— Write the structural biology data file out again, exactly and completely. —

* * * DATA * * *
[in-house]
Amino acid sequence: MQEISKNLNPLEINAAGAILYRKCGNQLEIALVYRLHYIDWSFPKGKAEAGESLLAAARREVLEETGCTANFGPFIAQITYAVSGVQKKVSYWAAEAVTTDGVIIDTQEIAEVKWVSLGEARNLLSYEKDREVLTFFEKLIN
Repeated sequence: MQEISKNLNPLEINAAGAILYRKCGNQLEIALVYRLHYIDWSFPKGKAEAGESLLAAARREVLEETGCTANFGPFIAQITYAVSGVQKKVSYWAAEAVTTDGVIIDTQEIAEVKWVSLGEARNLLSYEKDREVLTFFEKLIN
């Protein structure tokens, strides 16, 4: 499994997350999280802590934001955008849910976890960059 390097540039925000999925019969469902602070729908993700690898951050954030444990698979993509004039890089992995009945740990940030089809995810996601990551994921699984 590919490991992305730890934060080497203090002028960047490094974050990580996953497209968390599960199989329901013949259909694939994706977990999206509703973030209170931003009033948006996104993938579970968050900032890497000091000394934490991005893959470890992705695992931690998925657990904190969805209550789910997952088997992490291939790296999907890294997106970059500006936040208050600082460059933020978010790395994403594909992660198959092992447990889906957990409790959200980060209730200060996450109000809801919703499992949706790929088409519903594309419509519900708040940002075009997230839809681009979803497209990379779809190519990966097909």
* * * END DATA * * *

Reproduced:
[in-house]
Amino acid sequence: MQEISKNLNPLEINAAGAILYRKCGNQLEIALVYRLHYIDWSFPKGKAEAGESLLAAARREVLEETGCTANFGPFIAQITYAVSGVQKKVSYWAAEAVTTDGVIIDTQEIAEVKWVSLGEARNLLSYEKDREVLTFFEKLIN
Repeated sequence: MQEISKNLNPLEINAAGAILYRKCGNQLEIALVYRLHYIDWSFPKGKAEAGESLLAAARREVLEETGCTANFGPFIAQITYAVSGVQKKVSYWAAEAVTTDGVIIDTQEIAEVKWVSLGEARNLLSYEKDREVLTFFEKLIN
């Protein structure tokens, strides 16, 4: 499994997350999280802590934001955008849910976890960059 390097540039925000999925019969469902602070729908993700690898951050954030444990698979993509004039890089992995009945740990940030089809995810996601990551994921699984 590919490991992305730890934060080497203090002028960047490094974050990580996953497209968390599960199989329901013949259909694939994706977990999206509703973030209170931003009033948006996104993938579970968050900032890497000091000394934490991005893959470890992705695992931690998925657990904190969805209550789910997952088997992490291939790296999907890294997106970059500006936040208050600082460059933020978010790395994403594909992660198959092992447990889906957990409790959200980060209730200060996450109000809801919703499992949706790929088409519903594309419509519900708040940002075009997230839809681009979803497209990379779809190519990966097909």